UN observers in Burundi yesterday described the country’s recent parliamentary and local elections as “not free” or “not credible,” amid high tensions after Burundian President Pierre Nkurunziza ignored recommendations to delay the polls, the Guardian has reported.
According the UN electoral observer mission, the elections were carried out in a highly violent atmosphere. They went ahead despite being widely boycotted and warnings from many international authorities including UN secretary Ban Ki-moon to postpone them.
“Episodes of violence and explosions preceded and in some cases accompanied election day activities, mostly in Bujumbura,” the UN electoral observers said in a nine-page report.
The electoral environment was referred to as “not conducive for free, credible and inclusive elections,” in the report.
During clashes in Burundi’s capital Bujumbura, six people belonging to both opposition groups and the police were killed on Wednesday.
The clashes took place in the morning in the city’s Cibitoke district in the outskirts of the capital. The area is a main hub for activism against President Pierre Nkurunziza and his disputed bid for a third term.
Police have claimed that five of those killed Wednesday were "criminals,” unlike the residents, who stated police shot citizens who had "their hands in the air" during house-to-house searches.
Belgium declared it would not recognise the outcome of the results of the elections, which were boycotted by opposition groups, while US State Department spokesman John Kirby urged Nkurunziza to delay the polls.
Kirby asked Nkurunziza to consider the freedom of Burundians over his personal ambitions.
“This solution should include the delay of the July 15 presidential elections until conditions are in place for free, fair and peaceful elections,” Kirby said.
Election campaigners from the ruling party were visible in Burundi while the opposition groups had a weak presence, according to the UN observers.
The UN report also included accusations of media restrictions and journalists being targeted with attacks and detentions.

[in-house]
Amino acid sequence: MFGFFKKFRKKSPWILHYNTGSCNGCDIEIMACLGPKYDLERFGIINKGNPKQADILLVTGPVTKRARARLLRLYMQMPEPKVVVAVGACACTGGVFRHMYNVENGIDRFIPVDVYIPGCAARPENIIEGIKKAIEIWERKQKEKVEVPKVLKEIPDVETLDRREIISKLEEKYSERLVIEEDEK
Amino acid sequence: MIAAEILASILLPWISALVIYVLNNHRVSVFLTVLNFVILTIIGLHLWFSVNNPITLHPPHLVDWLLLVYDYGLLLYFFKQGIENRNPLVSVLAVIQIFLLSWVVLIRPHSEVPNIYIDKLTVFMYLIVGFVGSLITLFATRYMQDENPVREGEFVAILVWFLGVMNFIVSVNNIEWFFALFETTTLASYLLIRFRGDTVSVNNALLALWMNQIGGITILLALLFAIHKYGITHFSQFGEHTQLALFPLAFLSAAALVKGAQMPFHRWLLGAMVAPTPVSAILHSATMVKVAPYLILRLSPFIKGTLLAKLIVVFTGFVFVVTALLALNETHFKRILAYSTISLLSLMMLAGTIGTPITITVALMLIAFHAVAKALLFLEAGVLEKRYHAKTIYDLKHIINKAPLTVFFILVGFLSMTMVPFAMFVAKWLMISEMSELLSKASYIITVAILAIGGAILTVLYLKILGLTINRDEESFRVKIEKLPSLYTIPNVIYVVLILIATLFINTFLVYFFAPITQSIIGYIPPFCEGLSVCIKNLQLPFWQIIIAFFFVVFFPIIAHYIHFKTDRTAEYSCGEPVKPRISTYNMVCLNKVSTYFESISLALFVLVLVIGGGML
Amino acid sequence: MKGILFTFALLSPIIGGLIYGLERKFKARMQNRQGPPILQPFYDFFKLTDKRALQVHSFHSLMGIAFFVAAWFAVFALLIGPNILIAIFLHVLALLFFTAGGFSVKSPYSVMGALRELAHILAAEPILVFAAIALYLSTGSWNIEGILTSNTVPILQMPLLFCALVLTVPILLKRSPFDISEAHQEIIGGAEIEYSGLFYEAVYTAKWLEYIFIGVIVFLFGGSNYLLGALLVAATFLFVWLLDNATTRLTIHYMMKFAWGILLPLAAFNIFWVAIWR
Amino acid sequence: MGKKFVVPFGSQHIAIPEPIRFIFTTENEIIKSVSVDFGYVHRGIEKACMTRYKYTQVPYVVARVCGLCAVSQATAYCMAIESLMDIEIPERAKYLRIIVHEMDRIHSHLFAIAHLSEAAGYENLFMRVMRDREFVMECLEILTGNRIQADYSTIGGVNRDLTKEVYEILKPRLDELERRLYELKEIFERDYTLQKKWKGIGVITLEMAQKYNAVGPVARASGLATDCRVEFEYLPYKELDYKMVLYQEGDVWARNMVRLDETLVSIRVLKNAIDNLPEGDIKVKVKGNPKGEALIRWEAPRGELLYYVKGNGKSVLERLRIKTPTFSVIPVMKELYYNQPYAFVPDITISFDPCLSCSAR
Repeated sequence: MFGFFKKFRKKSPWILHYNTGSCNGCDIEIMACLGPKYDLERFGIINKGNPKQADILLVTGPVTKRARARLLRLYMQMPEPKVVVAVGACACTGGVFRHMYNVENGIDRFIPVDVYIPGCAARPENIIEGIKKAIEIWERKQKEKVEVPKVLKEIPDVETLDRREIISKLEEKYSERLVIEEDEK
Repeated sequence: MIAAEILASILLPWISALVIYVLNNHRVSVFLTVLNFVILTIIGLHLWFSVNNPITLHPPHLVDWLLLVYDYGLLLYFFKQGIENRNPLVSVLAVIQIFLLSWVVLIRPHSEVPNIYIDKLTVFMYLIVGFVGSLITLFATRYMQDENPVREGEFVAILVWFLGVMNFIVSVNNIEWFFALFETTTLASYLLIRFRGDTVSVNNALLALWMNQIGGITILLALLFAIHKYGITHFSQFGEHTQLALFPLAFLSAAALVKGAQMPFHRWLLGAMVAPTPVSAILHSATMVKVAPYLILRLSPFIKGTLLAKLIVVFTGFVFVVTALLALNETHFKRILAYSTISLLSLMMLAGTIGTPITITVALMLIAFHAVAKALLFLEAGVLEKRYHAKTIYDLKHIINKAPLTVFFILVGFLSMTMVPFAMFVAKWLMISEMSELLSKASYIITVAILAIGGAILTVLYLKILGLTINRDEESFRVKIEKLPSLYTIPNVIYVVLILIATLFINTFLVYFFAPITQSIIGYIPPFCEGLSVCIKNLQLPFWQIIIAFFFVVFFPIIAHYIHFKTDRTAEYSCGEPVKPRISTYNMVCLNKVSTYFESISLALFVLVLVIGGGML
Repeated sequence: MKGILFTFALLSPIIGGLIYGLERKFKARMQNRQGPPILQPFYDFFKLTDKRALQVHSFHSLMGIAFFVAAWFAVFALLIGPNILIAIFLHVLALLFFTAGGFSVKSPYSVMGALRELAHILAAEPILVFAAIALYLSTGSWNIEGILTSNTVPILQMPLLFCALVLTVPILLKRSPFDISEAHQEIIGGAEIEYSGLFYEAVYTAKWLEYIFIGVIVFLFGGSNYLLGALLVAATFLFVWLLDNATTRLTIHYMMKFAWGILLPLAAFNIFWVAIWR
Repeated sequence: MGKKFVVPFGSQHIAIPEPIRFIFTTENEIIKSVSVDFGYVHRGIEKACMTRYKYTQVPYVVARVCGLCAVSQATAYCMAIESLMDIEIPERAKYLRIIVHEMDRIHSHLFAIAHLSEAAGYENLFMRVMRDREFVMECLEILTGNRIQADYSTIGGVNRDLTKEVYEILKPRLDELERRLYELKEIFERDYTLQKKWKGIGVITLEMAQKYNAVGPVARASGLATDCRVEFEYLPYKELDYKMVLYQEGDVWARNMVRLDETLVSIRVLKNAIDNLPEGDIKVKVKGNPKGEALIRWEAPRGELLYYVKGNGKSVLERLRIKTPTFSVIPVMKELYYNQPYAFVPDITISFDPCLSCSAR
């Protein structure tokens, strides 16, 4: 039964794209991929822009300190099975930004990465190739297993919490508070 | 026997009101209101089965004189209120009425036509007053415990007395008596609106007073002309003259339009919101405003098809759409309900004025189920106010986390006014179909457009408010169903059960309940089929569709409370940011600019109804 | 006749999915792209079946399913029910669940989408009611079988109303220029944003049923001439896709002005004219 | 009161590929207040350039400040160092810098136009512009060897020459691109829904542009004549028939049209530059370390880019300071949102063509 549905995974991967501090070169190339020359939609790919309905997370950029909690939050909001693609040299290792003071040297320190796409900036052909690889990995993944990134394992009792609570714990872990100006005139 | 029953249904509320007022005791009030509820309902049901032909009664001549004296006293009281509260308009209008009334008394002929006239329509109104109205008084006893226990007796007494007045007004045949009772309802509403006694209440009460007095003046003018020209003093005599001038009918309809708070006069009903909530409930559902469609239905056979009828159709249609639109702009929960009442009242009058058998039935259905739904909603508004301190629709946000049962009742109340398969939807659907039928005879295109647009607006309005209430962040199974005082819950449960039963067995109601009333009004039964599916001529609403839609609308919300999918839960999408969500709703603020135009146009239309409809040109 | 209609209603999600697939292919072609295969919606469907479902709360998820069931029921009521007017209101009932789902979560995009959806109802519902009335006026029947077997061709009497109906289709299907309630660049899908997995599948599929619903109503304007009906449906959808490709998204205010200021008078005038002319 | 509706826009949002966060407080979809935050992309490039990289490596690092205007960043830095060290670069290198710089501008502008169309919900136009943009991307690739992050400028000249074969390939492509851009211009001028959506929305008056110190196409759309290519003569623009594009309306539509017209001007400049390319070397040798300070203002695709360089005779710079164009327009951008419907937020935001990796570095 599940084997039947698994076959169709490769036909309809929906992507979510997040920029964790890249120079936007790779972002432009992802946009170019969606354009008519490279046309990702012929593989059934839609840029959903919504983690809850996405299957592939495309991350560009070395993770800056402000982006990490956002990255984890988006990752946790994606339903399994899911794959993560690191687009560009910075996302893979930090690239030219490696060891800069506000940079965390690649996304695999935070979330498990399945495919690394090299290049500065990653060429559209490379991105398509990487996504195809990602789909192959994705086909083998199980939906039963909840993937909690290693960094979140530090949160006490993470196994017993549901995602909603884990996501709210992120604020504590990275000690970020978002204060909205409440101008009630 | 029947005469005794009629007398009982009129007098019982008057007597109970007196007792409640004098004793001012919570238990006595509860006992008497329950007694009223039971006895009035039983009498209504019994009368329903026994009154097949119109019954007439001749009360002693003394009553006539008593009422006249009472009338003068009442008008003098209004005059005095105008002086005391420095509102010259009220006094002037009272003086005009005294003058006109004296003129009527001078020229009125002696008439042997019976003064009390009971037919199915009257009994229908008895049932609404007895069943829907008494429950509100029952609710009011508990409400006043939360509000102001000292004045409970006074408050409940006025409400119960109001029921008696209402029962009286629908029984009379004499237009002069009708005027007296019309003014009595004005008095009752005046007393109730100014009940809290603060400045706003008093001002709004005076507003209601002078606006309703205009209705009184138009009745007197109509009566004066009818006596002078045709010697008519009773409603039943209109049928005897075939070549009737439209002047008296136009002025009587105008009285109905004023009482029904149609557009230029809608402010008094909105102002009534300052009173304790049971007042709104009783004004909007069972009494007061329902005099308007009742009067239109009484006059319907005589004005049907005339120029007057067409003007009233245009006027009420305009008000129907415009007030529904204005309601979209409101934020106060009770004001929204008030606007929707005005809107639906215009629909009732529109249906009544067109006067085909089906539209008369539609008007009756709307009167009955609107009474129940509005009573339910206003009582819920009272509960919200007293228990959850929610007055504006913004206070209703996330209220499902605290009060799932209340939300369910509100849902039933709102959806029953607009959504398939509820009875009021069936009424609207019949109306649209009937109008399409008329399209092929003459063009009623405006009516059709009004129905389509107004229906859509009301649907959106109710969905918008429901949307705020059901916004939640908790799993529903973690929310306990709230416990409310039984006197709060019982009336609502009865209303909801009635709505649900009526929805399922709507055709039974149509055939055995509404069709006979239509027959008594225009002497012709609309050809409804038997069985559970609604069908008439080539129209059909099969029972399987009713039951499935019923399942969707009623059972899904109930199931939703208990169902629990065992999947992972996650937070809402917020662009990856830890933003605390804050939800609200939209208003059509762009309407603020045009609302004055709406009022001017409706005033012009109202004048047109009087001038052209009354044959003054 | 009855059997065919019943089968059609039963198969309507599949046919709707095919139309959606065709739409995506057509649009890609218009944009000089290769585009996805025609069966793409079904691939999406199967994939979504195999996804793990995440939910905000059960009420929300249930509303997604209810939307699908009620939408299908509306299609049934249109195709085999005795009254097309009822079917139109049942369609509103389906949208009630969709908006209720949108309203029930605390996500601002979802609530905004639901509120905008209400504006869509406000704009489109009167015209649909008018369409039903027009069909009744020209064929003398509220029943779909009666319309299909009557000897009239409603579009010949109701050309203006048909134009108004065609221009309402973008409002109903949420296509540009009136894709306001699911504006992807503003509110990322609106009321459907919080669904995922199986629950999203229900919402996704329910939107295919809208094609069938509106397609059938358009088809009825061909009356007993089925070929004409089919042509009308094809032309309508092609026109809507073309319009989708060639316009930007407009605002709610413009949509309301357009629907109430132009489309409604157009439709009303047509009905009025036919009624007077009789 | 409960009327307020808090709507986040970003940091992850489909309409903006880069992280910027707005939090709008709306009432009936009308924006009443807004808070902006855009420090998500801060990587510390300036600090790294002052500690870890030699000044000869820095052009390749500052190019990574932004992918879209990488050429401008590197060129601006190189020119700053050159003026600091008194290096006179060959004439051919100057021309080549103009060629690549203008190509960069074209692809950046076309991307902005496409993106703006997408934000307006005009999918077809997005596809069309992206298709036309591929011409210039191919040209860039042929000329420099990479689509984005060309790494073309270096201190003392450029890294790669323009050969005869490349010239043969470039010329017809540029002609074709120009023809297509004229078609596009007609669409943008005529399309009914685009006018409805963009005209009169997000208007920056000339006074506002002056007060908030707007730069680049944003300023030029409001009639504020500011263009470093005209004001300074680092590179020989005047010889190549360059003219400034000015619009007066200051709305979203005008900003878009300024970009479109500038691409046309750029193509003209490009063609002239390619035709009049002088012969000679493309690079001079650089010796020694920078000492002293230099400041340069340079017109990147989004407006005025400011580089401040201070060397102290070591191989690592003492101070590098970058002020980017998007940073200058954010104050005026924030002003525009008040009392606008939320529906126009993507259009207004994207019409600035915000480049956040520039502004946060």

Despite the opposition boycotting the polls and the US withdrawing its support, the elections proceeded on time.
Parliamentary elections were held on Monday and a presidential vote on July 15 will take place after being pushed forward from an initial date of June 26.
Burundi has been hit by weeks of civil unrest as the country’s opposition wants Nkurunziza to withdraw his bid for a third-term presidency which is widely considered to violate the Burundi's constitution and the Arusha Accords, a peace deal that ended over a decade long ethnic civil war in 2005.
Burundi’s constitution limits the presidency to two terms in office, but Nkurunziza's supporters say he can run again because he was elected to his first term by lawmakers rather than the public.
More than 70 people have been killed in months of violence and a failed coup was sparked by Nkurunziza's bid to stay in power.
Several top officials - including the deputy vice-president Gervais Rufyikiri as well as members of the election commission and constitutional court - have also fled the poverty-stricken, landlocked country.
The African Union has refused to send observers to the polls as the "necessary conditions are not met for the organisation of free, fair, transparent and credible elections."
Almost four million people are registered to vote in the elections, but opposition parties are boycotting the polls, as they did in 2010, claiming that it is not possible for a fair vote to be held.
Civil society groups backed the boycott in a joint statement calling on voters to skip the "sham elections" and urged the international community "not to recognise the validity" of the polls.
"This is nothing new in Burundi," election commission chief Pierre-Claver Ndayicariye said on Sunday. "In Africa, boycott is another way of doing politics."
A month ago, UNHCR and its partners appealed for $207 million in assistance for more than 150,000 Burundian refugees, but have so far received just 13 percent of that amount.